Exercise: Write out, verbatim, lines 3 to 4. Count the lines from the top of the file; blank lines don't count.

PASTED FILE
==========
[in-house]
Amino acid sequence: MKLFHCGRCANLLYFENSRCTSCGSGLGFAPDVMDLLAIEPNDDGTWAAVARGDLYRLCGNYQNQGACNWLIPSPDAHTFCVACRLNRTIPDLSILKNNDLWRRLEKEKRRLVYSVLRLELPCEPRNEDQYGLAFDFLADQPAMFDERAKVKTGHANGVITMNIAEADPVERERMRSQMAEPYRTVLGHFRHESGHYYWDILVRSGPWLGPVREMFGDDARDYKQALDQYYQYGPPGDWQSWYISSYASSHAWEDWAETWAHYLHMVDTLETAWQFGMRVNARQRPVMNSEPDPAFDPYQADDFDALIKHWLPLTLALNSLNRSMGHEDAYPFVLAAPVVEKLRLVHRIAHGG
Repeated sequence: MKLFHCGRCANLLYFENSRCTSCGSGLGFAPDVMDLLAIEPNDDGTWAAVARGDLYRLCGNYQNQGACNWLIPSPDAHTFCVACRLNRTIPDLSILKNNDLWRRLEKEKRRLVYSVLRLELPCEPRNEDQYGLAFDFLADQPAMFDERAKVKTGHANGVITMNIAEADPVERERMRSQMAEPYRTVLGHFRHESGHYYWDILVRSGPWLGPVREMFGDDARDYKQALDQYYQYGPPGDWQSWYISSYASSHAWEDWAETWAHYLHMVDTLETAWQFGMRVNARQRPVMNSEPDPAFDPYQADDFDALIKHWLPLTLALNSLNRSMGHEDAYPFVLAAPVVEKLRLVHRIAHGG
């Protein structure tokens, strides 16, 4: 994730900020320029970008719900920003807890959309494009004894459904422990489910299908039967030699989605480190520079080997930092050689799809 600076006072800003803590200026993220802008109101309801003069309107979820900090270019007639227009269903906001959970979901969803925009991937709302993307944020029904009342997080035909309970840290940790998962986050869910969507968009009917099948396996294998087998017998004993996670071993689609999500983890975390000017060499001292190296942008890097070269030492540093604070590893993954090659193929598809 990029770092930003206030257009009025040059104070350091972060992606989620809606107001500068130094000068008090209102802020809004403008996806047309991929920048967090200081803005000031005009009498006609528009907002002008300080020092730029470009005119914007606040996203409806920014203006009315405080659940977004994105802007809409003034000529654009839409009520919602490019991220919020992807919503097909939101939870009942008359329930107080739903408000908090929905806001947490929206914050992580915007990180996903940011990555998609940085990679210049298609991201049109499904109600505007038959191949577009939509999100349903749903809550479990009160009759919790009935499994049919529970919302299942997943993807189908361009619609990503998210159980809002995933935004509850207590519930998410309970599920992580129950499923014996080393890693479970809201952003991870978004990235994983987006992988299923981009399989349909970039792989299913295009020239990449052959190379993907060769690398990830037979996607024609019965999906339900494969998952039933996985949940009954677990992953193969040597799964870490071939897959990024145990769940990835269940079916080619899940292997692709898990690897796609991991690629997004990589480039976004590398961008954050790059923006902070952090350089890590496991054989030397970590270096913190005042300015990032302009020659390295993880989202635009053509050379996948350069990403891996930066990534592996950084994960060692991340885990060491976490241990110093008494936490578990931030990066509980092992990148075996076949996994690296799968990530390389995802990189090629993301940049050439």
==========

Repeated sequence: MKLFHCGRCANLLYFENSRCTSCGSGLGFAPDVMDLLAIEPNDDGTWAAVARGDLYRLCGNYQNQGACNWLIPSPDAHTFCVACRLNRTIPDLSILKNNDLWRRLEKEKRRLVYSVLRLELPCEPRNEDQYGLAFDFLADQPAMFDERAKVKTGHANGVITMNIAEADPVERERMRSQMAEPYRTVLGHFRHESGHYYWDILVRSGPWLGPVREMFGDDARDYKQALDQYYQYGPPGDWQSWYISSYASSHAWEDWAETWAHYLHMVDTLETAWQFGMRVNARQRPVMNSEPDPAFDPYQADDFDALIKHWLPLTLALNSLNRSMGHEDAYPFVLAAPVVEKLRLVHRIAHGG
């Protein structure tokens, strides 16, 4: 994730900020320029970008719900920003807890959309494009004894459904422990489910299908039967030699989605480190520079080997930092050689799809 600076006072800003803590200026993220802008109101309801003069309107979820900090270019007639227009269903906001959970979901969803925009991937709302993307944020029904009342997080035909309970840290940790998962986050869910969507968009009917099948396996294998087998017998004993996670071993689609999500983890975390000017060499001292190296942008890097070269030492540093604070590893993954090659193929598809 990029770092930003206030257009009025040059104070350091972060992606989620809606107001500068130094000068008090209102802020809004403008996806047309991929920048967090200081803005000031005009009498006609528009907002002008300080020092730029470009005119914007606040996203409806920014203006009315405080659940977004994105802007809409003034000529654009839409009520919602490019991220919020992807919503097909939101939870009942008359329930107080739903408000908090929905806001947490929206914050992580915007990180996903940011990555998609940085990679210049298609991201049109499904109600505007038959191949577009939509999100349903749903809550479990009160009759919790009935499994049919529970919302299942997943993807189908361009619609990503998210159980809002995933935004509850207590519930998410309970599920992580129950499923014996080393890693479970809201952003991870978004990235994983987006992988299923981009399989349909970039792989299913295009020239990449052959190379993907060769690398990830037979996607024609019965999906339900494969998952039933996985949940009954677990992953193969040597799964870490071939897959990024145990769940990835269940079916080619899940292997692709898990690897796609991991690629997004990589480039976004590398961008954050790059923006902070952090350089890590496991054989030397970590270096913190005042300015990032302009020659390295993880989202635009053509050379996948350069990403891996930066990534592996950084994960060692991340885990060491976490241990110093008494936490578990931030990066509980092992990148075996076949996994690296799968990530390389995802990189090629993301940049050439």